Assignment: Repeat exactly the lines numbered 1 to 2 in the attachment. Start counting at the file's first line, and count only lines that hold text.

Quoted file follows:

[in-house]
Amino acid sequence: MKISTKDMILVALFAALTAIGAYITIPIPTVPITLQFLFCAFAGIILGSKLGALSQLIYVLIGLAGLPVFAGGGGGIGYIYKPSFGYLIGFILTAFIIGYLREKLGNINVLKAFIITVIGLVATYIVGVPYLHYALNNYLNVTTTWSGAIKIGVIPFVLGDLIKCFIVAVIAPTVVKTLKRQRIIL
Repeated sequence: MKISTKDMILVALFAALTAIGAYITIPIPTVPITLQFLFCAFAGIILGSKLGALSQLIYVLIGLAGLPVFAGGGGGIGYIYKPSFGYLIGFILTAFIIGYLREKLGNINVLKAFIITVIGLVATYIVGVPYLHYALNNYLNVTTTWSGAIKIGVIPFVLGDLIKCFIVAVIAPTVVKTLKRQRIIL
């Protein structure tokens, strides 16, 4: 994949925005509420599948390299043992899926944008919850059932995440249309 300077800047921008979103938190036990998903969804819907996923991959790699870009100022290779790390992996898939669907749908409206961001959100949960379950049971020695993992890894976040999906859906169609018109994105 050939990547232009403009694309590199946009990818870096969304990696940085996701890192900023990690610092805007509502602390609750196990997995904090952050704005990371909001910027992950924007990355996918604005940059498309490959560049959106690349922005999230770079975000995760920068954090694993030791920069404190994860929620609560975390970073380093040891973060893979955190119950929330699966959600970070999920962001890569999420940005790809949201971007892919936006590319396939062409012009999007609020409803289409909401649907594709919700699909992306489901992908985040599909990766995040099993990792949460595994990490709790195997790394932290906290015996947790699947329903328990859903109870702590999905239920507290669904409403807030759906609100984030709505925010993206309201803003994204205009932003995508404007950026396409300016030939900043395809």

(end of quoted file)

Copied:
[in-house]
Amino acid sequence: MKISTKDMILVALFAALTAIGAYITIPIPTVPITLQFLFCAFAGIILGSKLGALSQLIYVLIGLAGLPVFAGGGGGIGYIYKPSFGYLIGFILTAFIIGYLREKLGNINVLKAFIITVIGLVATYIVGVPYLHYALNNYLNVTTTWSGAIKIGVIPFVLGDLIKCFIVAVIAPTVVKTLKRQRIIL